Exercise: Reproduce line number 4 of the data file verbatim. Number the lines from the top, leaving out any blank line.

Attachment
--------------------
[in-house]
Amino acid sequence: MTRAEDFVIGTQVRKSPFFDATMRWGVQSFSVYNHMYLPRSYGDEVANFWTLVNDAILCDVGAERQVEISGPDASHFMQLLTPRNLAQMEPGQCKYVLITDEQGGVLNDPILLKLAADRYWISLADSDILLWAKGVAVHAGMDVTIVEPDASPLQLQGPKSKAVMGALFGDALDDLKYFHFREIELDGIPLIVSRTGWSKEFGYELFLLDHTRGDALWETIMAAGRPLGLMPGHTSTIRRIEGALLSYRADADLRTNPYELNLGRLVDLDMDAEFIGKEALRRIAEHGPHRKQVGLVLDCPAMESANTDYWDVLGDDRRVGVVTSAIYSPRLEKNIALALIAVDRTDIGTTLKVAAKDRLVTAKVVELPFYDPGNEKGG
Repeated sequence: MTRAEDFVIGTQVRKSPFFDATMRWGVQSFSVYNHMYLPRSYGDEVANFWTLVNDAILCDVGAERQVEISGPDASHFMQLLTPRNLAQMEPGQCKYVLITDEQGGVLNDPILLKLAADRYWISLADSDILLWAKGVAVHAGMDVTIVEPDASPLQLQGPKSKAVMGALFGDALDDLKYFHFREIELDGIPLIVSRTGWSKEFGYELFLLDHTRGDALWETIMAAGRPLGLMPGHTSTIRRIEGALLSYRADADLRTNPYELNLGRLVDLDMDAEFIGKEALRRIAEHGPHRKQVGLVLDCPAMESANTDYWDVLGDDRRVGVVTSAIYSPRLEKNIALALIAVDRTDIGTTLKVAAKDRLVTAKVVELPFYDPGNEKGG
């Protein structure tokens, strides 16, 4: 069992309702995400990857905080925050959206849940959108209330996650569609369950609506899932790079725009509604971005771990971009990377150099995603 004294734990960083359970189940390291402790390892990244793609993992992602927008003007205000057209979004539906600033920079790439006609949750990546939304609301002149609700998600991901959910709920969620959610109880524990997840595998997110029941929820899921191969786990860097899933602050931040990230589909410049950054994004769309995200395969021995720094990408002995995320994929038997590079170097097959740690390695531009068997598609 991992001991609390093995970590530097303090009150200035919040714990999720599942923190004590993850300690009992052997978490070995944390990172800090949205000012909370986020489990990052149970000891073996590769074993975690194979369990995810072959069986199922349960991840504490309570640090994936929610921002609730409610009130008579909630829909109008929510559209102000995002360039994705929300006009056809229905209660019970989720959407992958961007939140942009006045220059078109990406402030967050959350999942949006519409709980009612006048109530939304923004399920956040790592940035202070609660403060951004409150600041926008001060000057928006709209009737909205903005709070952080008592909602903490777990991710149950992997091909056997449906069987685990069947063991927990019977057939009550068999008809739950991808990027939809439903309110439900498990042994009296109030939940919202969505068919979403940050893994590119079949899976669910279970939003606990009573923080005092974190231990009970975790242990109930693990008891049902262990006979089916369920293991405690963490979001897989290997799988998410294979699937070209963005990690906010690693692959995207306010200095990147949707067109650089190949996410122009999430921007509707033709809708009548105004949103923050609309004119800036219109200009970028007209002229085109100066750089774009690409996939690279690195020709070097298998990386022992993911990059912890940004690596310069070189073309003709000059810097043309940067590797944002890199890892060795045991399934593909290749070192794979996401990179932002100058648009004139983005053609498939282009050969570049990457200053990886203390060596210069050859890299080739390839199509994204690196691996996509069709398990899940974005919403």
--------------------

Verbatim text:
């Protein structure tokens, strides 16, 4: 069992309702995400990857905080925050959206849940959108209330996650569609369950609506899932790079725009509604971005771990971009990377150099995603 004294734990960083359970189940390291402790390892990244793609993992992602927008003007205000057209979004539906600033920079790439006609949750990546939304609301002149609700998600991901959910709920969620959610109880524990997840595998997110029941929820899921191969786990860097899933602050931040990230589909410049950054994004769309995200395969021995720094990408002995995320994929038997590079170097097959740690390695531009068997598609 991992001991609390093995970590530097303090009150200035919040714990999720599942923190004590993850300690009992052997978490070995944390990172800090949205000012909370986020489990990052149970000891073996590769074993975690194979369990995810072959069986199922349960991840504490309570640090994936929610921002609730409610009130008579909630829909109008929510559209102000995002360039994705929300006009056809229905209660019970989720959407992958961007939140942009006045220059078109990406402030967050959350999942949006519409709980009612006048109530939304923004399920956040790592940035202070609660403060951004409150600041926008001060000057928006709209009737909205903005709070952080008592909602903490777990991710149950992997091909056997449906069987685990069947063991927990019977057939009550068999008809739950991808990027939809439903309110439900498990042994009296109030939940919202969505068919979403940050893994590119079949899976669910279970939003606990009573923080005092974190231990009970975790242990109930693990008891049902262990006979089916369920293991405690963490979001897989290997799988998410294979699937070209963005990690906010690693692959995207306010200095990147949707067109650089190949996410122009999430921007509707033709809708009548105004949103923050609309004119800036219109200009970028007209002229085109100066750089774009690409996939690279690195020709070097298998990386022992993911990059912890940004690596310069070189073309003709000059810097043309940067590797944002890199890892060795045991399934593909290749070192794979996401990179932002100058648009004139983005053609498939282009050969570049990457200053990886203390060596210069050859890299080739390839199509994204690196691996996509069709398990899940974005919403």